| Methods|| |
This quantitative cross-sectional study was conducted in five major tertiary-care hospitals in Riyadh, Saudi Arabia, which are considered referral hospitals for most cancer patients in Riyadh: King Khalid University Hospital, King Faisal Specialist Hospital and Research Center, King Fahd Medical City Hospital, Prince Sultan Military Medical City Hospital, and King Fahd National Guard Hospital. This study included 418 Saudi outpatients from these hospitals who were informed about the aim of the study. Participants were recruited from outpatient service points such as specialized consultation clinics (e.g. lipid or obesity clinic), laboratories, or pharmaceutical, radiological, and physiotherapy service points. However, patients with prostate cancer, acute-care patients, medical staff, nurses, allied hospital staff (e.g. receptionists or janitors), visitors, and dependents were excluded. A stratified random sampling technique was chosen for each service point, which yielded a population-representative sample of the total male outpatient population from December 2019 to January 2020.
The questionnaire was divided into three phases and assessed the awareness levels of prostate cancer through 13 items devised from the Cancer Awareness Measure (CAM). First, vulnerability or severity scores were reported based on the eight most common warning signs anticipated as possible barriers for those men seeking prostate assessment. Second, because of the uncertainty in identifying the highest risk predictor of prostate cancer in Saudi Arabia, common susceptibility factors for the development of aggressive and slow-growing prostate cancer were counted using closed-question items. Third, four unprompted-question items were chosen for assessing the decision-making approach of participants with relation to screening for prostate cancer. The eligible men were invited to complete the survey via a face-to-face, online form-assisted interview. Nevertheless, it is noteworthy that one of the reasons as to why the Cancer Research UK developed The CAM is to help researchers estimate the levels of cancer perceptions and evaluate the decision-making process of participants to promote cancer awareness.
Data were analyzed using IBM SPSS Statistics for Windows, version XX (IBM corp., Armonk, N.Y., USA). Descriptive statistics were assigned for demographic variables (age group, marital status, and educational level), including question items extracted from CAM. Frequency counts and percentages of our participants were assigned to their categorical responses to prostate cancer screening according to the age groups. Associations between demographic variables and knowledge of risk factors were tested using the Chi-square test. A scoring system was applied to assess the level of severity of lower urinary tract symptoms of each participant. Finally, P < 0.05 was established as an indicator of statistical significance, and continuous variables were summarized as mean ± standard deviation.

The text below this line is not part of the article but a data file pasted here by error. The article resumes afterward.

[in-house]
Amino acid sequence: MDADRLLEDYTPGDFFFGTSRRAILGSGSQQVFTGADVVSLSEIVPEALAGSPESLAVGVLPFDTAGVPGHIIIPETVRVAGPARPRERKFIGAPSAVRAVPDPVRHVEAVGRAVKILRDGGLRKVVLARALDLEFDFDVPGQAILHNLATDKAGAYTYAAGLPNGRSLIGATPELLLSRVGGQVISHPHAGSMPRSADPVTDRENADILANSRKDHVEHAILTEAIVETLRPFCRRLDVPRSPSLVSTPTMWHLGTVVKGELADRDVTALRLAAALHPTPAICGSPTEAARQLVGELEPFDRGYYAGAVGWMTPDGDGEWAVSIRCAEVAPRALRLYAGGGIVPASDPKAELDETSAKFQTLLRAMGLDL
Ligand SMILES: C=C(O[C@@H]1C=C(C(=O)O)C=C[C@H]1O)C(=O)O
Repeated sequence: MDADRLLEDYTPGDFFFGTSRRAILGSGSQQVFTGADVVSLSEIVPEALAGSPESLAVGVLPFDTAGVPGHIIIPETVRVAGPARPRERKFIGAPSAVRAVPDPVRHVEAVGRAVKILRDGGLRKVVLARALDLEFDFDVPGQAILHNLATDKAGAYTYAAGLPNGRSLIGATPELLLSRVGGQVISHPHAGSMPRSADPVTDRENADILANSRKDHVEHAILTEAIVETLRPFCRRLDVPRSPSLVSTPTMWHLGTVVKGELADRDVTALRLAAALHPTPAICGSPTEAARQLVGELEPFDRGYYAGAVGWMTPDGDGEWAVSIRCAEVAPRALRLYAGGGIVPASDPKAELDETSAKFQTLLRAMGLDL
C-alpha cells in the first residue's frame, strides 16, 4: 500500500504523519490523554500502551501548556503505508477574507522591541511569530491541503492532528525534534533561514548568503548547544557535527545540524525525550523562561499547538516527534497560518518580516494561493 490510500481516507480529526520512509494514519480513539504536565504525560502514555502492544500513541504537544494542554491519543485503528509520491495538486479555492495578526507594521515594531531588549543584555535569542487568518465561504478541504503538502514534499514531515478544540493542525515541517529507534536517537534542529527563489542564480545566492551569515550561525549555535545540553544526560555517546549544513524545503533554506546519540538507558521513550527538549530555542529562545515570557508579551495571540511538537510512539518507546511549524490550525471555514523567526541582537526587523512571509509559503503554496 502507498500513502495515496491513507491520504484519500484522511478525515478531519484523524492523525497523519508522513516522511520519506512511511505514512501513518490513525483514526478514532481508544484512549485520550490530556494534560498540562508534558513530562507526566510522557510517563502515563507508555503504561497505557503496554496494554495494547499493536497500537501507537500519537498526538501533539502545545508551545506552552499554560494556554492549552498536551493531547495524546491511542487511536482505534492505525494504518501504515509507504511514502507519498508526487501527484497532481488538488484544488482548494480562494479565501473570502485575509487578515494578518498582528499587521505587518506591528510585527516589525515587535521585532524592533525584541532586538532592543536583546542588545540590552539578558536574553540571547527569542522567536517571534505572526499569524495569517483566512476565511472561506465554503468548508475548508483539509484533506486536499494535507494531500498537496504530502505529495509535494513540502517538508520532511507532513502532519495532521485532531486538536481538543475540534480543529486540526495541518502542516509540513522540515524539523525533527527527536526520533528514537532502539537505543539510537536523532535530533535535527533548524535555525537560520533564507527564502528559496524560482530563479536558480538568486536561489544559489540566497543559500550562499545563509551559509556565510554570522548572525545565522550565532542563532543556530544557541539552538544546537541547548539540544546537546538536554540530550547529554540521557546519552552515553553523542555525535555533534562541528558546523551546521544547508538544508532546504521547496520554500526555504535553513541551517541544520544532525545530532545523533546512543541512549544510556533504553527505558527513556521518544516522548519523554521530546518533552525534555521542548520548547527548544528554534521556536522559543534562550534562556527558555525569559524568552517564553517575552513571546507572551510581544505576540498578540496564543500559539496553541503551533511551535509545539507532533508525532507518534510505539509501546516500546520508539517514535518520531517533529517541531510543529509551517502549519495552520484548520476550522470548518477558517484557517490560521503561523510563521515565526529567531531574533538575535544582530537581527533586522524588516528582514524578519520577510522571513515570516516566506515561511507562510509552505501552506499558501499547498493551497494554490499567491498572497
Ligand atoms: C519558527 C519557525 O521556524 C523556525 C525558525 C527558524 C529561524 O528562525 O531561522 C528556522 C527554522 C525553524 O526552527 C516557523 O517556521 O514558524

| Results|| |
Of the 418 outpatient Saudi men interviewed at the tertiary-care hospitals, more than one-third of participants (n = 155, 37.1%) were aged between 40 and 44 years, 64 participants (n = 64, 15.3%) were aged between 45 and 49 years, 103 participants (n = 103, 24.6%) were aged between 50 and 54 years, 56 participants (n = 56, 13.4%) were aged between 55 and 59 years, and 40 participants (n = 40, 9.6%) were aged between 60 and 65 years. Three hundred and sixty-three (86.84%) were married or previously married with children, and half of the participants (n = 209, 50.0%) were educated to university level. There were 319 men (79.2%) who had previously heard of prostate cancer. Of all men who had previously undergone screening, 15 (9.3%) had been diagnosed with prostate cancer. Moreover, 77 men (47.8%) had been diagnosed with a prostate disease other than prostate cancer.
Across all age groups, there were varying differences in perceptions on risk factors for prostate cancer. Of all surveyed men, 34.2% selected age as the most important factor, 16.9% selected diet, 15.9% selected family history, 9.7% selected long-term shift work, and 4.0% selected ethnicity [Table 1].
|Table 1: Percentage of responses as to what subjects perceived as the most critical risk factors for prostate cancer|
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There was a significant difference between the eligible age groups in terms of the percentage of men who had not undergone prostate screening (P < 0.0001). Only half of the men aged ≥50 years (41.7%–52.5%) had undergone routine prostate screening, whereas only 7–8 eight out of 10 men aged 40–49 years had not undergone any prostate screening. There were also significantly more men aged ≥55 years who had been advised by their primary care physicians to undergo prostate screening compared to those who were younger (P < 0.0001). Furthermore, across all eligible age groups, 65.8% of participants had not been advised to undergo prostate screening by their doctor. Based on their responses, more than 75% of men of each age group reported that they would consider prostate cancer screening if they presented any lower urinary tract symptoms. There was no significant difference between the groups in the percentages of men who would consider screening if they presented lower urinary tract symptoms (P = 0.179). Moreover, across all eligible age groups, three out of ten men responded that they would feel uncomfortable discussing their prostate health; however, there were significant differences between the groups in this respect (P = 0.027) [Table 2].